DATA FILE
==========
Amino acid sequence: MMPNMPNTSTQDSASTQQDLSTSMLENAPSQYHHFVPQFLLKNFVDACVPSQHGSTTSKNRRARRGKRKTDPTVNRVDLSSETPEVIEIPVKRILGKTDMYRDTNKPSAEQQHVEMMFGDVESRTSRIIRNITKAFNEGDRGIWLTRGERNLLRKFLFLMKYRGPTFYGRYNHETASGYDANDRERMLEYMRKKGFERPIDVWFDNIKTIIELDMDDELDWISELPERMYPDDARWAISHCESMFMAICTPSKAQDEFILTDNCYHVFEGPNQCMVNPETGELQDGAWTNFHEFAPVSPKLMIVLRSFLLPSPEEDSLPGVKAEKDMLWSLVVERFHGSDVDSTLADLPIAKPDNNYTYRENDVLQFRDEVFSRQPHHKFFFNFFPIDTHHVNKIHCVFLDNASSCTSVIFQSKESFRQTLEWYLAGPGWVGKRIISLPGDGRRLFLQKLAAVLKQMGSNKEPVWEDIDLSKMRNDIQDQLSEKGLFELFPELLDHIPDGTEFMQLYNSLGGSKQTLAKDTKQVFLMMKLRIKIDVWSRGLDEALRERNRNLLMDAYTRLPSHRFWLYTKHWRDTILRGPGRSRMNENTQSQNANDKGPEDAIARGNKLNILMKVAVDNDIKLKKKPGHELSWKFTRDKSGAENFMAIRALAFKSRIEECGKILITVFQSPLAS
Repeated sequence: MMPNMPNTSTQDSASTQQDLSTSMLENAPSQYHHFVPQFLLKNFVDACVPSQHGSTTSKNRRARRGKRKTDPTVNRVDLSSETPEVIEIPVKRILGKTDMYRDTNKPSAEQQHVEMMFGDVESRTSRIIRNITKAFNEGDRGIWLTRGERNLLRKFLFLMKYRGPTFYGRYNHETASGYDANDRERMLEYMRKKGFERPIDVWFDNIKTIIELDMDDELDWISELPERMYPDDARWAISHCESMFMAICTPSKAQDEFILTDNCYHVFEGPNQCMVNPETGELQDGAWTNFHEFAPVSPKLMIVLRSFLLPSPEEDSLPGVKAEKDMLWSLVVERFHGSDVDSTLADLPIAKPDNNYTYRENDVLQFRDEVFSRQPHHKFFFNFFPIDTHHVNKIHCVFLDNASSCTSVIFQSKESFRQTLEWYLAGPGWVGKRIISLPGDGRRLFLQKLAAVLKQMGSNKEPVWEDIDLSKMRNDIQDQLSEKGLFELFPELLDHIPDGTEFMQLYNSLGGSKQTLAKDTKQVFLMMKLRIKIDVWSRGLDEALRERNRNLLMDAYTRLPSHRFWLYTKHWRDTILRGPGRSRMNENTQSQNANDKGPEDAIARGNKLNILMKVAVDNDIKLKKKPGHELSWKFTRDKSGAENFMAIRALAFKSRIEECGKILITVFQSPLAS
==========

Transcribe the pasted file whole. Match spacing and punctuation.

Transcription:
Amino acid sequence: MMPNMPNTSTQDSASTQQDLSTSMLENAPSQYHHFVPQFLLKNFVDACVPSQHGSTTSKNRRARRGKRKTDPTVNRVDLSSETPEVIEIPVKRILGKTDMYRDTNKPSAEQQHVEMMFGDVESRTSRIIRNITKAFNEGDRGIWLTRGERNLLRKFLFLMKYRGPTFYGRYNHETASGYDANDRERMLEYMRKKGFERPIDVWFDNIKTIIELDMDDELDWISELPERMYPDDARWAISHCESMFMAICTPSKAQDEFILTDNCYHVFEGPNQCMVNPETGELQDGAWTNFHEFAPVSPKLMIVLRSFLLPSPEEDSLPGVKAEKDMLWSLVVERFHGSDVDSTLADLPIAKPDNNYTYRENDVLQFRDEVFSRQPHHKFFFNFFPIDTHHVNKIHCVFLDNASSCTSVIFQSKESFRQTLEWYLAGPGWVGKRIISLPGDGRRLFLQKLAAVLKQMGSNKEPVWEDIDLSKMRNDIQDQLSEKGLFELFPELLDHIPDGTEFMQLYNSLGGSKQTLAKDTKQVFLMMKLRIKIDVWSRGLDEALRERNRNLLMDAYTRLPSHRFWLYTKHWRDTILRGPGRSRMNENTQSQNANDKGPEDAIARGNKLNILMKVAVDNDIKLKKKPGHELSWKFTRDKSGAENFMAIRALAFKSRIEECGKILITVFQSPLAS
Repeated sequence: MMPNMPNTSTQDSASTQQDLSTSMLENAPSQYHHFVPQFLLKNFVDACVPSQHGSTTSKNRRARRGKRKTDPTVNRVDLSSETPEVIEIPVKRILGKTDMYRDTNKPSAEQQHVEMMFGDVESRTSRIIRNITKAFNEGDRGIWLTRGERNLLRKFLFLMKYRGPTFYGRYNHETASGYDANDRERMLEYMRKKGFERPIDVWFDNIKTIIELDMDDELDWISELPERMYPDDARWAISHCESMFMAICTPSKAQDEFILTDNCYHVFEGPNQCMVNPETGELQDGAWTNFHEFAPVSPKLMIVLRSFLLPSPEEDSLPGVKAEKDMLWSLVVERFHGSDVDSTLADLPIAKPDNNYTYRENDVLQFRDEVFSRQPHHKFFFNFFPIDTHHVNKIHCVFLDNASSCTSVIFQSKESFRQTLEWYLAGPGWVGKRIISLPGDGRRLFLQKLAAVLKQMGSNKEPVWEDIDLSKMRNDIQDQLSEKGLFELFPELLDHIPDGTEFMQLYNSLGGSKQTLAKDTKQVFLMMKLRIKIDVWSRGLDEALRERNRNLLMDAYTRLPSHRFWLYTKHWRDTILRGPGRSRMNENTQSQNANDKGPEDAIARGNKLNILMKVAVDNDIKLKKKPGHELSWKFTRDKSGAENFMAIRALAFKSRIEECGKILITVFQSPLAS